By Jeff Risdon, RealGM
This mock tries to blend where I project players will go with the teams in the slots. It’s far too early for any reasonable expectation of accuracy, especially when so many of the top prospects are undeclared underclassmen. When a pick reflects more of my personal choice than what I believe the team will do, I will indicate as much in the comments.
The draft order is the official current playoff order at the start of NFL Week 11.
1. Cleveland Browns: Josh Rosen, QB, UCLA. Even though DeShone Kizer has flashed at times, he’s not done enough to prove the Browns shouldn’t try someone else. Rosen looks like a very promising passer with major upside and has shown he can thrive despite a weak supporting cast. He would not be my choice but he’s the best fit of what the NFL types believe a franchise savior at QB should look like.
2. New York Giants: Lamar Jackson, QB, Louisville. This is assuming Sam Darnold does not declare, which is the loud whisper on the scouting street right now. Jackson has improved his passing touch and anticipation, though the stats don’t reflect his upgrade. His dual-threat ability and easy confidence have star-level upside for a team—and city—desperate for the next great thing.
3. San Francisco 49ers: Minkah Fitzpatrick, DB, Alabama. Fitzpatrick is NFL-ready coming out of Alabama’s pro-style defense and has both the range and instincts to be very good right away. Similar to Jalen Ramsey two years ago, he can play anywhere in the secondary. The 49ers back end needs help, and Fitzpatrick pairing with impressive rookie Ahkello Witherspoon would solve a lot of problems.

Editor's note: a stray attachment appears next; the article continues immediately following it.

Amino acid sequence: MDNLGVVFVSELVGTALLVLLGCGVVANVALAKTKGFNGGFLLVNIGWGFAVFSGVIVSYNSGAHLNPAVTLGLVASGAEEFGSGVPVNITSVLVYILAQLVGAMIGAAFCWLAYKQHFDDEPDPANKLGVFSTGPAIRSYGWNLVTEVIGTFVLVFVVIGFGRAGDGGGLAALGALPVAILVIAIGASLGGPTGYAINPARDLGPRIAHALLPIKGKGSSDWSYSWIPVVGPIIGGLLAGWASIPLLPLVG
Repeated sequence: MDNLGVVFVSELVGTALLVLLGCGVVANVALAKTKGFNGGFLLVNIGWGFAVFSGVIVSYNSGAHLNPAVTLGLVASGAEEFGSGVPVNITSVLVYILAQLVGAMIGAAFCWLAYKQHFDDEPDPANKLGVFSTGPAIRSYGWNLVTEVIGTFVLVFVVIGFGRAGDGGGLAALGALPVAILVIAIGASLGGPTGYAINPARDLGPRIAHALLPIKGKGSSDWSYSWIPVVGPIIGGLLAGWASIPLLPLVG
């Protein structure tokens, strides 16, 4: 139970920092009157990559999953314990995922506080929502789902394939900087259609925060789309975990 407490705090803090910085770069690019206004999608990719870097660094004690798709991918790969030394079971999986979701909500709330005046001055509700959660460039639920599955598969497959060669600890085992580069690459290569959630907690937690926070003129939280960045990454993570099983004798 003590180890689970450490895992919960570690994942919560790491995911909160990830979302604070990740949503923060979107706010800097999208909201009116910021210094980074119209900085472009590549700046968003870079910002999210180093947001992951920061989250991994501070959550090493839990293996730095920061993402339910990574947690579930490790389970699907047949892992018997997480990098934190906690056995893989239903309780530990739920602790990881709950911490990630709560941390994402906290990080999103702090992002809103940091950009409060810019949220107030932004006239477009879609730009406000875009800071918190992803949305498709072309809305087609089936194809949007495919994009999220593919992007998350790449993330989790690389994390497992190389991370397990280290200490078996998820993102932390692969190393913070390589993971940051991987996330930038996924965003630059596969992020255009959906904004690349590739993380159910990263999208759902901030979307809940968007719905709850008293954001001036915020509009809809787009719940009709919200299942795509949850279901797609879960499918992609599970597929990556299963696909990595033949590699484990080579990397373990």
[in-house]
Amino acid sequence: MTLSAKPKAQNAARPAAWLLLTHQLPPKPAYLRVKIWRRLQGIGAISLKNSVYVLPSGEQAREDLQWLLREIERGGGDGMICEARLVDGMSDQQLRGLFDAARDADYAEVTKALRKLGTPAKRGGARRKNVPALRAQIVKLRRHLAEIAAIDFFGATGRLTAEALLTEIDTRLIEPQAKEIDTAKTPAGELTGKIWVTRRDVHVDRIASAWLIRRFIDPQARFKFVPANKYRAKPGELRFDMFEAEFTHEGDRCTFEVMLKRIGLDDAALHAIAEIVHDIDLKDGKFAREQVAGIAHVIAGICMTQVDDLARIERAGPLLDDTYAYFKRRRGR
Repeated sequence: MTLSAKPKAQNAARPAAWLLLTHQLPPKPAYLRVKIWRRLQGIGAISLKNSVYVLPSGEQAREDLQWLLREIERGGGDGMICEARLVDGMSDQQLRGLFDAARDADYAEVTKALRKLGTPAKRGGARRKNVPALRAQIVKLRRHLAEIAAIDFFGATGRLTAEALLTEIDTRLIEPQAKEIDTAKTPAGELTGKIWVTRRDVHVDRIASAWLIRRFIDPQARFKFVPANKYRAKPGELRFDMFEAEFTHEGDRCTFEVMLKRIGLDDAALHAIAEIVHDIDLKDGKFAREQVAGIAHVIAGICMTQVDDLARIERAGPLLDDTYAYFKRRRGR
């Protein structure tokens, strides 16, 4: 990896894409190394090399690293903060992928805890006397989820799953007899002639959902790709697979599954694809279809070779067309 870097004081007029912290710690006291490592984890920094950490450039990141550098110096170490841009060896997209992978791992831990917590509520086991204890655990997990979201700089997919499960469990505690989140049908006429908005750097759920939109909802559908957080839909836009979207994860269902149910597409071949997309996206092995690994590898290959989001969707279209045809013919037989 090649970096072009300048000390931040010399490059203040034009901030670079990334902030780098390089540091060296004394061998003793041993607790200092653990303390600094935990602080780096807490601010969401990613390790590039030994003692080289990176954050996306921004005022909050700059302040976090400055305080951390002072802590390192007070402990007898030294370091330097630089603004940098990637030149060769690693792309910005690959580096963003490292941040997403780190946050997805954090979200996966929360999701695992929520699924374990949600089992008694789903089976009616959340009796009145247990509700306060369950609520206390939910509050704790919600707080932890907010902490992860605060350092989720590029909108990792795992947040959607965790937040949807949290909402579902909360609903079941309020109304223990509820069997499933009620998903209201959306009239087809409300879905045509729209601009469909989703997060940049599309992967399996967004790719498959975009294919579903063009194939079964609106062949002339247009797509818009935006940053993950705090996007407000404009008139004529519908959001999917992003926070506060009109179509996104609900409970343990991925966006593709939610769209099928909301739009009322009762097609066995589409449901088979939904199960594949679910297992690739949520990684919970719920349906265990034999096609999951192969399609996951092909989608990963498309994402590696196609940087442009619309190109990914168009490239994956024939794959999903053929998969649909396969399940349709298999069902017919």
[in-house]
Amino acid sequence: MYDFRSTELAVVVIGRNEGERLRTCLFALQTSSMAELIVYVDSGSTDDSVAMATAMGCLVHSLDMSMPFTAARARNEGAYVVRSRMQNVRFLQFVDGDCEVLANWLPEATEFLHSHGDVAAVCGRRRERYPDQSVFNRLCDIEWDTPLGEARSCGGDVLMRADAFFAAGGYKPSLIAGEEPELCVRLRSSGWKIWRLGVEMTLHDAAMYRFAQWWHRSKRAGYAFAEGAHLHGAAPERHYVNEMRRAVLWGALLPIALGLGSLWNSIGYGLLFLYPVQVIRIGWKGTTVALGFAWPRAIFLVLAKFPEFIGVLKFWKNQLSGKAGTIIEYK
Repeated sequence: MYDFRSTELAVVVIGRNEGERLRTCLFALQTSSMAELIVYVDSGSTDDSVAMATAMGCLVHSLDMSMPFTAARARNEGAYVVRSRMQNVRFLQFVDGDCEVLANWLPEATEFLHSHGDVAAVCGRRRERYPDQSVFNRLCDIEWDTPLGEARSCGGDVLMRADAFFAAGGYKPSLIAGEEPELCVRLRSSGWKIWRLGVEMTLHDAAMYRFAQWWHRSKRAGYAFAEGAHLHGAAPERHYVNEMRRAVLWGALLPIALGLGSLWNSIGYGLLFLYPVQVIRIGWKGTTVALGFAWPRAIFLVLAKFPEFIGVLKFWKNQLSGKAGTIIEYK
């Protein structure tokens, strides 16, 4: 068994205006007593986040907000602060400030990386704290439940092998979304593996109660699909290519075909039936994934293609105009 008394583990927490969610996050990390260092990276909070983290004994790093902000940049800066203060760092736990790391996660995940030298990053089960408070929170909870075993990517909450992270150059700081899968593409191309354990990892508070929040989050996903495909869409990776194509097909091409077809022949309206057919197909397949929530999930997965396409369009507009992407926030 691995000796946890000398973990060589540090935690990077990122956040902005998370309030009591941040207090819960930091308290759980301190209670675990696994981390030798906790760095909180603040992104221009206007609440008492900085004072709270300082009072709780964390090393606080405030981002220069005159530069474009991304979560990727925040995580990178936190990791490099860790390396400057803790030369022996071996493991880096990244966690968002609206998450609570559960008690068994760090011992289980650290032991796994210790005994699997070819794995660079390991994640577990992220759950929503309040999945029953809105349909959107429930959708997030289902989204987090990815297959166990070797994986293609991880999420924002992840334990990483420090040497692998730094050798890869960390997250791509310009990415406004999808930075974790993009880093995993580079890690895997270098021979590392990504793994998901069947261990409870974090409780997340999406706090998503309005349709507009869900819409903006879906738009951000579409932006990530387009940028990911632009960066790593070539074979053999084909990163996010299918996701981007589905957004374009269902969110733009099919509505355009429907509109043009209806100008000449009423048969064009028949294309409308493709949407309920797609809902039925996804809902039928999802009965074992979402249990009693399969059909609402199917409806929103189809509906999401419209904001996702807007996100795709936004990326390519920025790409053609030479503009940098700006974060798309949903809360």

4. Indianapolis Colts: Bradley Chubb, DE, North Carolina State. A dynamic pass rusher off the edge who also plays well in space, Chubb continues to impress with his all-around football ability. He’d make a nice fit for an Indianapolis defense that needs star power up front.
5. Cincinnati Bengals: Christian Wilkins, DT, Clemson. With the core of the defense aging, the Bengals could look to reinvigorate the front line with the dynamic Wilkins. He bears some athletic resemblance to J.J. Watt coming out of Wisconsin. Installing Wilkins next to Geno Atkins makes the Bengals DL a fearsome weapon once again.
6. Los Angeles Chargers: Josh Allen, QB, Wyoming. I’ll clear this up right away—I do not even consider Allen a draftable prospect. He’s been one of the worst passers and least efficient QBs in college football the last two years despite playing one of the lighter pass defense schedules in both seasons. But he’s got amazing physical attributes and a great story and that will blind some team to the fact he has no real discernible aptitude as a QB. Sorry, Chargers fans. Y’all had a nice run with Phillip Rivers.